The joy of education is in learning new things. One might argue that it would be a waste of time to enroll in a course or program for which you were already familiar with the content. I am in my late thirties, but am taking the “Introduction to Social Media” course because unlike many of my peers, have not entirely embraced social media. At first I was a bit embarrassed to admit to colleagues and friends that I had to take a college course as my icebreaker on how to use web tools that were second-nature to many of them; but rather than mock me for doing so, they commended me time and time again. With or without their endorsement, at the end of the day, it would have been a disservice to me to not pursue my interests and embark on this journey to better myself.

    Someone once said that “the difference between an adventure and an ordeal is attitude”. You seem to have a wonderful attitude towards your studies, so I hope you continue to find ways to embrace this new adventure on which you have found yourself and I wish you all the best along the way!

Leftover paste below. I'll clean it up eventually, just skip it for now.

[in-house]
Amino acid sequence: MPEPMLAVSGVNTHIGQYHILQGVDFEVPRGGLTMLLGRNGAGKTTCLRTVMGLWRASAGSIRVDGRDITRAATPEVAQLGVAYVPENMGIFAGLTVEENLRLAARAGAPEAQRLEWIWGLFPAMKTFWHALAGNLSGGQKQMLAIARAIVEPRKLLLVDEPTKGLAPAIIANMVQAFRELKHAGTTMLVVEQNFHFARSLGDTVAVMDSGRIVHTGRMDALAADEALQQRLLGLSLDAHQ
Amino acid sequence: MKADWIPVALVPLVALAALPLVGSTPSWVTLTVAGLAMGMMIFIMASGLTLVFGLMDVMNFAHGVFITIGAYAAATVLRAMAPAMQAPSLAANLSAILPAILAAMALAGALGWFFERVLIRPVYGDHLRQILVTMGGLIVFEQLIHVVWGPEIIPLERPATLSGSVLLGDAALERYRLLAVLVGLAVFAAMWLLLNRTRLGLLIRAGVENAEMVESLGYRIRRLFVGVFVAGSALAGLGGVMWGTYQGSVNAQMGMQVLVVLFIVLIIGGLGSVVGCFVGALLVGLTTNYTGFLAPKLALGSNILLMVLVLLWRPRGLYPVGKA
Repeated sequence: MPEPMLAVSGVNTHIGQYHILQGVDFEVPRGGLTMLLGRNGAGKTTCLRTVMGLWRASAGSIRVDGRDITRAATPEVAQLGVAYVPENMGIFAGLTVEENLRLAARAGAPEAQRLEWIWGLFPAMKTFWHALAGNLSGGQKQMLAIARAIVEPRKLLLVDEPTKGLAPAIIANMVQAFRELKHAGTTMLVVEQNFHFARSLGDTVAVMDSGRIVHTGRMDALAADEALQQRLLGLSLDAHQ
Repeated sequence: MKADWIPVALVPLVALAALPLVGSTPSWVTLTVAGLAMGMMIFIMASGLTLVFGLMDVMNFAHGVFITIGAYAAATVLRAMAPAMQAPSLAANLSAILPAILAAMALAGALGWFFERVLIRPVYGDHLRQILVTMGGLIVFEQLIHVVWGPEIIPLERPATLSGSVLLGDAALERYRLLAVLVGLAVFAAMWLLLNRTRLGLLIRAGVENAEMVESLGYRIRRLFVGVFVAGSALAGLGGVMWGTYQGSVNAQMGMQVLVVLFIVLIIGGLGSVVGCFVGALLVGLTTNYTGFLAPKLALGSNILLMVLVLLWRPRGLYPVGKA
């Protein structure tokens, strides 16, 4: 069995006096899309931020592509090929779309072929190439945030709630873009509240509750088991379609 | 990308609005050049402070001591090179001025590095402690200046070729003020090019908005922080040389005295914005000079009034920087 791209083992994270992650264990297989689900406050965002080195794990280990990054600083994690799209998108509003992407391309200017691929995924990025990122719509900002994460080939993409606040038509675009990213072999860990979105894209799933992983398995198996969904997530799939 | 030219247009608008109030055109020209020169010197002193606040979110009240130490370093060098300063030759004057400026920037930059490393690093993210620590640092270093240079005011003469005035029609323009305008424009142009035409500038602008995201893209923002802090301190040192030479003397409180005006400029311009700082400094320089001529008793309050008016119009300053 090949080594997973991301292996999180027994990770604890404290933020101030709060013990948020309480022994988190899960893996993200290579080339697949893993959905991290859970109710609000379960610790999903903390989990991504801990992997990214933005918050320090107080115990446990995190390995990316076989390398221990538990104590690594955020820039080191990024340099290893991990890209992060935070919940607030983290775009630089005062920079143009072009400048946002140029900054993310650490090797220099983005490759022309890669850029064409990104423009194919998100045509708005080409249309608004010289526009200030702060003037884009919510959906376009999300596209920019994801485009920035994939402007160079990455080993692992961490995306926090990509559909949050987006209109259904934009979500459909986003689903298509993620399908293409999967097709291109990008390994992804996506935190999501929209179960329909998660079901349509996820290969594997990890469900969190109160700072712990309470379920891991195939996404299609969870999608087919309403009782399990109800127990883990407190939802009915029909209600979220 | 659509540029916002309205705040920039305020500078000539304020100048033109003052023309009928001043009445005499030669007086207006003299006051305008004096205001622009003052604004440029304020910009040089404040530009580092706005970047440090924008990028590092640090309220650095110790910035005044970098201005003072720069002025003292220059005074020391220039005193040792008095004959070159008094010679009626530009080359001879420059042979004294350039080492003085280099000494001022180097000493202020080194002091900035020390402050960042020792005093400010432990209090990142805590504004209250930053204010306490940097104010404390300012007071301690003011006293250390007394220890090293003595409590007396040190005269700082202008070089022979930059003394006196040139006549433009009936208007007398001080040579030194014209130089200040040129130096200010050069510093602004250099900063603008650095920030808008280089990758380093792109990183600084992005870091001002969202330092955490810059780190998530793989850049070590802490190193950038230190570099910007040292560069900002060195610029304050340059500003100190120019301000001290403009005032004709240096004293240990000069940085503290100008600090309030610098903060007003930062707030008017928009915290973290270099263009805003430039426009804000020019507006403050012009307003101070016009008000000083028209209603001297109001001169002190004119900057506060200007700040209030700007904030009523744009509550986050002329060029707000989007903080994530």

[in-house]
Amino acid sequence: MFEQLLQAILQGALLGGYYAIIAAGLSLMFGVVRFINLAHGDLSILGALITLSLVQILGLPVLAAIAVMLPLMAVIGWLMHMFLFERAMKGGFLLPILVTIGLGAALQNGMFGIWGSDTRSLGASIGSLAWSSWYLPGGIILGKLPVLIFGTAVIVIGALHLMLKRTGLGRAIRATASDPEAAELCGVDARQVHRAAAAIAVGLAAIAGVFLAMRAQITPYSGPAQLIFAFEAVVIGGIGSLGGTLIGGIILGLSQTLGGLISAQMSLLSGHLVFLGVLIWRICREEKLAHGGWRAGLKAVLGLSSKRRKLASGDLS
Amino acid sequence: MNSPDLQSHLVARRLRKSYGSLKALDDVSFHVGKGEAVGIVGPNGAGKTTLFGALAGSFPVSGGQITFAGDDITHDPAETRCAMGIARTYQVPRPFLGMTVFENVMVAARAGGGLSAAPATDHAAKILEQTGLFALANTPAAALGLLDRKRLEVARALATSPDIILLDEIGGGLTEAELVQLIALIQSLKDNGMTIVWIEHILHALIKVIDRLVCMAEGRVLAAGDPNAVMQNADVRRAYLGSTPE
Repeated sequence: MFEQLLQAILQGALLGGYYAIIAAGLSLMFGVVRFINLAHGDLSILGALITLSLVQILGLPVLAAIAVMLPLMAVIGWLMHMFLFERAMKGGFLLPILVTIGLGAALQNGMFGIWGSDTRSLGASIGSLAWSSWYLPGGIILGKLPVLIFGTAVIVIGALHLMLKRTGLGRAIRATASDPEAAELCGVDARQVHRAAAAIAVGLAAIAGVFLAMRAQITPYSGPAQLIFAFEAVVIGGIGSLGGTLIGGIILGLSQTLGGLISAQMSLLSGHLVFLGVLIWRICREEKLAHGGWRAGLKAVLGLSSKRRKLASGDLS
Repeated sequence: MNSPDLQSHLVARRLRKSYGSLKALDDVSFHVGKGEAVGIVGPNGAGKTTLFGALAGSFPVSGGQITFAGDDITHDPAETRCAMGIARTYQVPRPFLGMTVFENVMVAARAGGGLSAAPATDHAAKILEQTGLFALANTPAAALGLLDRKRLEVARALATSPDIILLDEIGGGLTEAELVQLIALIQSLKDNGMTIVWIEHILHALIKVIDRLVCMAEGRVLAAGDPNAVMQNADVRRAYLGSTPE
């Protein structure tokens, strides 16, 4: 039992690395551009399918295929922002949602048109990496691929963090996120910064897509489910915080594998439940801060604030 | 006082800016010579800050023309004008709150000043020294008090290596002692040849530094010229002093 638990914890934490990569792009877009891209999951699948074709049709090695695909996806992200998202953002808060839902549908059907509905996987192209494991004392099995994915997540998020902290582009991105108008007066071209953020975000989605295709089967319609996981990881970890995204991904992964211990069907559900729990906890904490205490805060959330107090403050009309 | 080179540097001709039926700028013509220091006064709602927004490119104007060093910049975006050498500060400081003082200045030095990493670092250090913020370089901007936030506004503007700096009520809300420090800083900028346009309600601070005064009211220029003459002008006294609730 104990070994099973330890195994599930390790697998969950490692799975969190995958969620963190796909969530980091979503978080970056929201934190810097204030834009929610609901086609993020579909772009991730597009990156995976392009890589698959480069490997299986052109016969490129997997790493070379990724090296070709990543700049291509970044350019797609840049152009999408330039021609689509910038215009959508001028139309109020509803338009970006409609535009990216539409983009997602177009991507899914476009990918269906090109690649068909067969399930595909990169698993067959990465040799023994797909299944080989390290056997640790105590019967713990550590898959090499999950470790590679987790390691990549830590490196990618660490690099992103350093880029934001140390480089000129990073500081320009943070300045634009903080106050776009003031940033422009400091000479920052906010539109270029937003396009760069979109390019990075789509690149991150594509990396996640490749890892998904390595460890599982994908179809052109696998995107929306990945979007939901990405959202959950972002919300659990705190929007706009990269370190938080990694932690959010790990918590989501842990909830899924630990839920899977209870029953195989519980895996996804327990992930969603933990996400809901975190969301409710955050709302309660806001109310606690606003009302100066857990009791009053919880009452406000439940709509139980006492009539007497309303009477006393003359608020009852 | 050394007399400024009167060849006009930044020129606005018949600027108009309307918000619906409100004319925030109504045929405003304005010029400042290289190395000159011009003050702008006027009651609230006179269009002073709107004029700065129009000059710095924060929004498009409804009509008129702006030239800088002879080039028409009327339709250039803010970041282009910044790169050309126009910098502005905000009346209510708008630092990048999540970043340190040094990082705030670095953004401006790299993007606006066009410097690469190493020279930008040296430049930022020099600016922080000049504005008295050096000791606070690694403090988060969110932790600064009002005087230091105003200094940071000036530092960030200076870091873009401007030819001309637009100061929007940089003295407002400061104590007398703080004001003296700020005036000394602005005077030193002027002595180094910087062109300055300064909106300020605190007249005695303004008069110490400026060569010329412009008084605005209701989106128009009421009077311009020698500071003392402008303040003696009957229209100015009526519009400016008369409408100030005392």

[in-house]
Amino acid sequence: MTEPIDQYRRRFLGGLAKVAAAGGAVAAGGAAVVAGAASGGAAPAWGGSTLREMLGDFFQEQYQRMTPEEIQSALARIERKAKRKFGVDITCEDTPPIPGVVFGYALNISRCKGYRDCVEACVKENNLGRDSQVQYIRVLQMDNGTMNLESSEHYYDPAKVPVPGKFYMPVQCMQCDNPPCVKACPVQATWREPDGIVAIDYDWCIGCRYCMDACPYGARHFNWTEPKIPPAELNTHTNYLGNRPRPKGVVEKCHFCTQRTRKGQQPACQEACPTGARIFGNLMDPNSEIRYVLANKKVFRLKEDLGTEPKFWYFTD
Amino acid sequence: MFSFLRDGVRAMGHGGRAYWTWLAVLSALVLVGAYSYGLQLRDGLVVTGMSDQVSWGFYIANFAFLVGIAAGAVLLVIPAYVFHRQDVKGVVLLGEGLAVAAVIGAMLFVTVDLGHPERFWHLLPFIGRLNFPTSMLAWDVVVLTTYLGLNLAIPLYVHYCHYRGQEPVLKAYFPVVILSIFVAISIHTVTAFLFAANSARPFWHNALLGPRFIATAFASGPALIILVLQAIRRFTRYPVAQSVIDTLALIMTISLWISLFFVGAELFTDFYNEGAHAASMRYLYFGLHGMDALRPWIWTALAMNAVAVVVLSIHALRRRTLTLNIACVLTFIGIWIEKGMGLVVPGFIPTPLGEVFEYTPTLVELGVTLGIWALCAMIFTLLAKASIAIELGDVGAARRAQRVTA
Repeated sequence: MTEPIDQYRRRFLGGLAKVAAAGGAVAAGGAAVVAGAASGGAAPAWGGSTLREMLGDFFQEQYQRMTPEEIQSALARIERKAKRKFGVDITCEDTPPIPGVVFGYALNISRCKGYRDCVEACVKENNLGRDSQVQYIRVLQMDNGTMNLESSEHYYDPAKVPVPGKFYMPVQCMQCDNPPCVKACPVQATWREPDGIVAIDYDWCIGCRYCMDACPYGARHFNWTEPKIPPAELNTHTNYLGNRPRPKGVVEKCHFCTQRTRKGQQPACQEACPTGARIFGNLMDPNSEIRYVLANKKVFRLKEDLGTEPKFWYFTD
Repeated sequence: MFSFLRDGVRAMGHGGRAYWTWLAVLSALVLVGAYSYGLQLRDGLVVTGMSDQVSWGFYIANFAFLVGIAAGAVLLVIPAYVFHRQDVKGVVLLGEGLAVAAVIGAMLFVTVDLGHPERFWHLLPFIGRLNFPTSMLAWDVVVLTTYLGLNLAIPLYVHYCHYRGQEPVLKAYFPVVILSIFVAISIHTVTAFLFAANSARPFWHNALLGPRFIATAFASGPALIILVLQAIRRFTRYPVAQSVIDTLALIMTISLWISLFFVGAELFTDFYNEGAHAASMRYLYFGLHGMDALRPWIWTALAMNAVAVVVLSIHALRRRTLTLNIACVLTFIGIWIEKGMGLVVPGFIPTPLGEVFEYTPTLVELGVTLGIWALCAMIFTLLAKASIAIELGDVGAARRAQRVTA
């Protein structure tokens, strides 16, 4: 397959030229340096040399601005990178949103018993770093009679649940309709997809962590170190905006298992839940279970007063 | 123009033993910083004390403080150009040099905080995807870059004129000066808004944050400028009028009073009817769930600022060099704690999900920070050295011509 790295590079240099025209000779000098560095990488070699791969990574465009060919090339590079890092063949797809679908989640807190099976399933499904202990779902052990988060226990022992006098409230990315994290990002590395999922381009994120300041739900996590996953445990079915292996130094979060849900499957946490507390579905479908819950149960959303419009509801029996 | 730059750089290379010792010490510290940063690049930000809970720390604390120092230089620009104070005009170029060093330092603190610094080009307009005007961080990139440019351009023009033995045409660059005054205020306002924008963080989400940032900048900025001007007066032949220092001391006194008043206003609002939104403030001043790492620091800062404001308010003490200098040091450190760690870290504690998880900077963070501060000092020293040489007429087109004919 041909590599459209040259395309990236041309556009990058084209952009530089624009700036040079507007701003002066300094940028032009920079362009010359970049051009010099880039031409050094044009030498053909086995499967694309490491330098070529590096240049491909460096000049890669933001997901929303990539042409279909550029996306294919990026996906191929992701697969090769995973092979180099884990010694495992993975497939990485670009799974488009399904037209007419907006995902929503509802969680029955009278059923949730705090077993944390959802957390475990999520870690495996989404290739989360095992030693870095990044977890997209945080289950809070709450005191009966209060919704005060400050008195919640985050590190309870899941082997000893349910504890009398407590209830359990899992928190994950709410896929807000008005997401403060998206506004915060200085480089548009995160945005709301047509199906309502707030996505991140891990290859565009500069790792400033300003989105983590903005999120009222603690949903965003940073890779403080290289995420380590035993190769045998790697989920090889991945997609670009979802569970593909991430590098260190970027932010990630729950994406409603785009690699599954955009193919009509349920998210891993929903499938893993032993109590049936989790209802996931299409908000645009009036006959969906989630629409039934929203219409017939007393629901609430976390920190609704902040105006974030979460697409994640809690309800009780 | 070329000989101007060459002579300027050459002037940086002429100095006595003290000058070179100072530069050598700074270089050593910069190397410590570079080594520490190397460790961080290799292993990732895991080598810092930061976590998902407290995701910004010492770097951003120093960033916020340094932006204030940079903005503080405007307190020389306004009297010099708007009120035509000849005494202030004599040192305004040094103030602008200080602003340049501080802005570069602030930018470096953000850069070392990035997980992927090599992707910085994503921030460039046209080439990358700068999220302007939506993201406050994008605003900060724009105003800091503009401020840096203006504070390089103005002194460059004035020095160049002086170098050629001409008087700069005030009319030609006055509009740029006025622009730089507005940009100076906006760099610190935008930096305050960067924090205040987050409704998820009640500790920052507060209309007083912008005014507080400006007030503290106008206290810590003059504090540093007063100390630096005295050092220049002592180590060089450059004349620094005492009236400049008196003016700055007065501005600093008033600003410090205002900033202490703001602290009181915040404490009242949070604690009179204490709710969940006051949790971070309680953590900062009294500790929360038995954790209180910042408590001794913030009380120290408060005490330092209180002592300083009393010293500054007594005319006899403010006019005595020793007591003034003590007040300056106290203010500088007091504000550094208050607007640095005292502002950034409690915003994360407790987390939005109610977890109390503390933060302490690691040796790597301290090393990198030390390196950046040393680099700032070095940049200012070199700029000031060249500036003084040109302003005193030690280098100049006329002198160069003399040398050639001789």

• Thank you Marissa, for sharing your own experience. Fear of failure can limit our experiences and achievements for sure. Moving through that fear, and recognizing that you can, is so empowering and freeing! I wish you all the best as well.

  2. Hi Angela – I appreciated the authentic humanity that came through in your blog. Even if you consider yourself “the old dog” you seem to have the right attitude and disposition towards “learning new tricks”. And THAT is everything. Please don’t give up. You have an authentic and sympathetic writing style that can connect with people. And CONNECTING with people is what Social Media is all about! 🙂